“Here’s the deal: No matter how you look at the map, the only way Democrats will hold power is to lean on their coalition, and that will have to include more rural white voters across the country. Democrats will never win the majority of those voters. That’s the reality. But the difference between beating 80 to 20 and 72 to 28 is all the difference in the world.
-James Carville Vice
Take a second to think about all the absolutely life-changing events and accomplishments that have happened in your own memory. We’re out of time on climate change, the Republican Party staged a coup on Capitol Hill, a close ally of the former president and current representative from Florida’s 1st congressional district is currently the subject of a sex trafficking investigation, and so, so, so, so, so much more. Where are we talking about this? Where are the songs, the slogans, the stickers that call attention to the evil, corruption and death that poison our too short lives?
During Obama’s last year in office, a Supreme Court justice died in his sleep. Judicial appointments are for life and given by the president, so Obama got to work finding one. However, the Republican Senate told him that whoever he nominated would not confirm it. They would literally not hold a vote. They would not do their job. In cases like this, the traditional democrat says “they go low, we go high”. But what does the high road look like in this situation? Is he waiting for the next president to appoint someone? Or is he appointing someone so completely uncontroversial that there’s no way Republicans will disapprove? Obama did the latter, and the Republicans announced that: 1. They would not hold a vote and 2. If a Democrat won the next election, they would keep the seat vacant for as long as it took for one of the theirs is in power. .
Obama could have, if he had wanted to, bent the rules to like republicans literally just did it and appointed a judge without Senate approval. But, “they go low, we go high”. Obama did exactly that, which in this case was nothing. The following year, the Republican Party won the elections and named one of its own. Shock.
While “taking the high road” in many situations seems like the right thing to do, it’s an empty moral argument entirely concerned with preserving the image and life ambivalence of real working people. We cannot continue. We cannot forgive. Not without reform or, at the very least, change. Republicans have known this for a long time. They don’t care about being portrayed as obstructionists because they claim to be exactly that. They dwell on everything the representatives of the Democratic Party do, no matter how insignificant. Frankly, we should do the same.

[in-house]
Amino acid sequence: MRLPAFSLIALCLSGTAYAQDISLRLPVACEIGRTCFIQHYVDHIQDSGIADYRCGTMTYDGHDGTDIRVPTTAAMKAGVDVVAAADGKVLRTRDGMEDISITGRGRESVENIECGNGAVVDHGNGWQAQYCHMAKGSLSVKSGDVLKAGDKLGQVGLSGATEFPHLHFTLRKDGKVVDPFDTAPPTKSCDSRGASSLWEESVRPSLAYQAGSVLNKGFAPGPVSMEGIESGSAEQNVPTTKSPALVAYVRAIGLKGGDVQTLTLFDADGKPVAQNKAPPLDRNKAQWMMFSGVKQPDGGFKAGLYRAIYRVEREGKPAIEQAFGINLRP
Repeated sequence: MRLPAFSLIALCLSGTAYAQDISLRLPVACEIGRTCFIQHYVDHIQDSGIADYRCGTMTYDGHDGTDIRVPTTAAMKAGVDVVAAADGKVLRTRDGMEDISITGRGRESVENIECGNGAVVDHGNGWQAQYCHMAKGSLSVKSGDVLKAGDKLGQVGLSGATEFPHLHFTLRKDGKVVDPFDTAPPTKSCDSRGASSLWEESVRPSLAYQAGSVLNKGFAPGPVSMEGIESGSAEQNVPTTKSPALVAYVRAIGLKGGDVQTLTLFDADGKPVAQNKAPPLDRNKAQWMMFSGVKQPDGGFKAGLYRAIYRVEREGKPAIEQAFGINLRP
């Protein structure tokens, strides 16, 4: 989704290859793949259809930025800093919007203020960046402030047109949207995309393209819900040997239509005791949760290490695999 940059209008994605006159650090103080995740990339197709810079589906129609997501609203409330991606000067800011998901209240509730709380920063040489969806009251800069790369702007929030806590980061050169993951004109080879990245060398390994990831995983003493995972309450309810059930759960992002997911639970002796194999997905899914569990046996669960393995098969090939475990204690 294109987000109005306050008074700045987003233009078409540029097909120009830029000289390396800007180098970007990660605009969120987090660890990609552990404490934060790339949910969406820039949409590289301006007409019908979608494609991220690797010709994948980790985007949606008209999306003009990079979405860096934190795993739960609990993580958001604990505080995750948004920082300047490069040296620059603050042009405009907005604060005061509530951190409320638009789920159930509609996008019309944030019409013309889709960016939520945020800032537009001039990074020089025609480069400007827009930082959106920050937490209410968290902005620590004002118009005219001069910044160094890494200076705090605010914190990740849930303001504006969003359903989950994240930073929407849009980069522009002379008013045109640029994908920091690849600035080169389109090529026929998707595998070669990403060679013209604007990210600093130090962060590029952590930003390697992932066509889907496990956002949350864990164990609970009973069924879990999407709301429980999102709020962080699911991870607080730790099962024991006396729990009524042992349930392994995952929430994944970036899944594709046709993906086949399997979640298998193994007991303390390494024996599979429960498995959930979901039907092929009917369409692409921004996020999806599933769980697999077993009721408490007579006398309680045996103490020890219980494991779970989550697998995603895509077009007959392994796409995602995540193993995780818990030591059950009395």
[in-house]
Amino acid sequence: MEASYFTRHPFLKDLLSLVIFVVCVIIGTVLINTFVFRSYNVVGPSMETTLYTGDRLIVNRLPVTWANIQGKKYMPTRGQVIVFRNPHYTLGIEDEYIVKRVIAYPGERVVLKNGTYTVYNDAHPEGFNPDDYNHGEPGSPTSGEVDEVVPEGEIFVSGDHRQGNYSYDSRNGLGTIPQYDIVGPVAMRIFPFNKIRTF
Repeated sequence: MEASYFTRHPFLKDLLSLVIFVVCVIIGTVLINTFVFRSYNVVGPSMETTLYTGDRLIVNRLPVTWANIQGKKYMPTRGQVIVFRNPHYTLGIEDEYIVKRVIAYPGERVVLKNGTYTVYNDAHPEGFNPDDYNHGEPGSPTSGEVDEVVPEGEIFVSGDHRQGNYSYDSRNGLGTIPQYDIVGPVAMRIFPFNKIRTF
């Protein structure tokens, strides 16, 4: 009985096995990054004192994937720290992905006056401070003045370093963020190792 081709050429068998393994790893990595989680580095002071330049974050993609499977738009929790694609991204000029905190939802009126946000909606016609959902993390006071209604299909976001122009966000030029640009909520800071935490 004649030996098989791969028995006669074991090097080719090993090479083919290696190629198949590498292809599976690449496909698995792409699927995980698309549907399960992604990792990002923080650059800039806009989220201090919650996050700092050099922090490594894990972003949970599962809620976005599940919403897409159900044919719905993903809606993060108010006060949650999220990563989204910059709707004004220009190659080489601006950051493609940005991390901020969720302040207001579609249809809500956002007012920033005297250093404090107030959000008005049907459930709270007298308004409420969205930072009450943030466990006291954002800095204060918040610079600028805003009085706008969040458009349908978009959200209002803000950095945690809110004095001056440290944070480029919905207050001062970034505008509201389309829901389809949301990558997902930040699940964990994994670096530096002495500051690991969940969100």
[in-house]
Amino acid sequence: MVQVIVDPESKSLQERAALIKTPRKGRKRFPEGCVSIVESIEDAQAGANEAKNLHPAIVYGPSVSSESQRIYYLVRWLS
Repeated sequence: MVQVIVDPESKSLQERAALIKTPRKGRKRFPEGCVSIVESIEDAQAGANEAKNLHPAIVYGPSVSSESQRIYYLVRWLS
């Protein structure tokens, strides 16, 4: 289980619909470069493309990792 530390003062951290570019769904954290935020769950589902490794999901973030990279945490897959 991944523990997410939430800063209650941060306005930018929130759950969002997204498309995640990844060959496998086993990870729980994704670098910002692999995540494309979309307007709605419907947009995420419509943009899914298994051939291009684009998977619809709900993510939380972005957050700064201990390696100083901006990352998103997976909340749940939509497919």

There is a double effect if we were to use it on a large scale. First, trust in the Republican Party would deteriorate. The second effect is less direct. Americans, excluding Congress, are not as ideologically opposed as our masters would have us believe. Sure, there are plenty of mean, mean people out there, but according to the Brightline report, for the most part, you and the Republican likely share many of the same beliefs. This means that there is room for distrust of parties.
I know I preach to the choir. If it was a perfect world, the pundits on the left would read this and pull themselves together. However, a change in the way we speak and think starts small. Dwell on failures to act. Bring them into the conversation, into the writing, into the art. Taking the high road only goes so far. While we forget what the Republican Party (and the Democratic Party, but that’s for another piece) has done, the effects of their actions continue to ravage the lives of normal people. Making a Republican realize that much of what he despises is the effect of the actions of Republican pundits and donors is a first step toward building a stronger coalition.
Take, for example, the Sackler family. The owners of Purdue Pharma, with a net worth of $13 billion and the producer of Oxycontin, have pushed the drug into virtually every rural community in America, causing those communities to be destroyed by addiction and overdoses. Every rural voter in America, at the very least, knows someone whose life was ruined by this family. Now I make no accusation corn the family is a huge donor to the Republican Party and last September the family was granted “worldwide immunity” from Judge Robert Drain. Why don’t we focus on that?
The harm that has been done cannot be forgotten. We can’t take the high road and move on. We must linger. We must constantly evoke these evils, especially to those who have forgotten them. But we have to give hope. We need to be clear about our solutions, about the reform process. Without dwelling on errors, they will never be corrected. Without hope, there will never be progress.